Black-and-white mosaic; depicted are grain measurers (mensores frumentarii) at work. Image credit MumblerJamie, CC BY-SA 2.0 <>, via Wikimedia Commons

Frumentarii: The Secret Service of Rome

Throughout history, spies and agents have impacted historical events by providing beneficial information. Monitoring, observing, and gathering information has assisted in the rise and fall of powerful empires. Famous for its military tactics, the Roman Empire would have been unsuccessful without the use of espionage. With valuable information provided by the Frumentarii, leaders in Ancient Rome became a vast and knowledgeable force. Emperors of Rome commanded skilled armies to expand their borders, conquering the Italian Peninsula and lands as far as Egypt. With an influence on modern military policies, the Frumentarii, the Secret Service of Rome, was an important part of Rome's complex military structure.

The Frumentarii's Rise in Status

An ancient Roman aqueduct in a grain field near Rome, Italy.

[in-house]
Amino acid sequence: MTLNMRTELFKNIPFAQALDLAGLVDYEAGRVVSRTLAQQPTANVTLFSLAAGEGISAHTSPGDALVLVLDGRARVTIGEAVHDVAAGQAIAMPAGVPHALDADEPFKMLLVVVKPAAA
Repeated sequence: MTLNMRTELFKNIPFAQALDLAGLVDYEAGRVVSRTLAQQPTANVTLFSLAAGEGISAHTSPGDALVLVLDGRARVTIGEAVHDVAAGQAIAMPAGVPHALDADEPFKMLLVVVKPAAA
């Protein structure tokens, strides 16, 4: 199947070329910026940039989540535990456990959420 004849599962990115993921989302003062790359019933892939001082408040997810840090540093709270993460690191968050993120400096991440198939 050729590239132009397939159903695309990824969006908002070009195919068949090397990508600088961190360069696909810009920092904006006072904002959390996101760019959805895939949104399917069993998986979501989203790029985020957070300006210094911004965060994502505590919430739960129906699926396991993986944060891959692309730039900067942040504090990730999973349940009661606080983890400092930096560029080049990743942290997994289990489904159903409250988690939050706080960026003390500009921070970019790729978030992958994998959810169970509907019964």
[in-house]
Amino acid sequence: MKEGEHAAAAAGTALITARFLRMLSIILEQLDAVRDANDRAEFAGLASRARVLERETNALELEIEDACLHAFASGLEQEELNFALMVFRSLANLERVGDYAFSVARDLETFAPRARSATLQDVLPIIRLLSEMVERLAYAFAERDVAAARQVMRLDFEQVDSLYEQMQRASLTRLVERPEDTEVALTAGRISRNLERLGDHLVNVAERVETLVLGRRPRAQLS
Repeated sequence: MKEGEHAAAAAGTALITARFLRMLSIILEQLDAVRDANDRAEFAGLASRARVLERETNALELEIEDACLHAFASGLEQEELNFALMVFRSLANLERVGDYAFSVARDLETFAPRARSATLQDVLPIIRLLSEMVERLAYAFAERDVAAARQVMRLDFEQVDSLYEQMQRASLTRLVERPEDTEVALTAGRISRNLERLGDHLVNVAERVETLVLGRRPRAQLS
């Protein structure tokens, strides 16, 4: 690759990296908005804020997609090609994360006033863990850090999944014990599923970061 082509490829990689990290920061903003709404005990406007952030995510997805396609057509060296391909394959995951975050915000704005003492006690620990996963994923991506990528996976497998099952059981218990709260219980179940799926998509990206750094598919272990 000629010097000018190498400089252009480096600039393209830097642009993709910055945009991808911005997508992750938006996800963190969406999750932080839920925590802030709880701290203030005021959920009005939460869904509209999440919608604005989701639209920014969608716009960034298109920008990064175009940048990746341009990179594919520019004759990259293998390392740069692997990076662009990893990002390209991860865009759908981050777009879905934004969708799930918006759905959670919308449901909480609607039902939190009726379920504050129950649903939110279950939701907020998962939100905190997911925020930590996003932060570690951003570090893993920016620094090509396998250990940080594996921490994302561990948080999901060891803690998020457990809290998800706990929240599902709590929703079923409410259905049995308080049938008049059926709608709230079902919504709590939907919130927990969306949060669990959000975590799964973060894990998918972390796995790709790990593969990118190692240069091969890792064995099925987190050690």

An ancient Roman aqueduct in a grain field near Rome. Image credit Francesco Z, CC BY 2.0, via Wikimedia Commons

The word Frumentarii is from the Latin word for grain, frumentum. Frumentarii were grain collectors attached to individual legions that supplied the Roman Army with a reliable grain source while traveling. Frequent travel allowed the Frumentarii to become knowledgeable about the roads, local customs, and languages of neighboring nations. The ability to blend with locals eventually led to an increase in duties.

In addition to providing grain for the military, the Frumentarii acquired information about surrounding geography, communication routes, and settlements. These men were able to venture on logistical assignments and report back. This information became invaluable as the Roman Empire invaded, occupied, and dominated the Mediterranean.

During the reign of Emperor Domitian from 81 to 96 CE, the Frumentarii left the role of grain supplier behind to become couriers and messengers. Working publicly as messengers and tax collectors, the Frumentarii remained in constant close contact with locals of all classes, allowing them to continue to gather secrets. After the end of the Flavian Dynasty, the Frumentarii officially adopted a new role as a police force. Members of the Frumentarii continued to gather information while enforcing the nation's laws. Seniors of the centurion army commanded the new legion, recruiting new members from their ranks.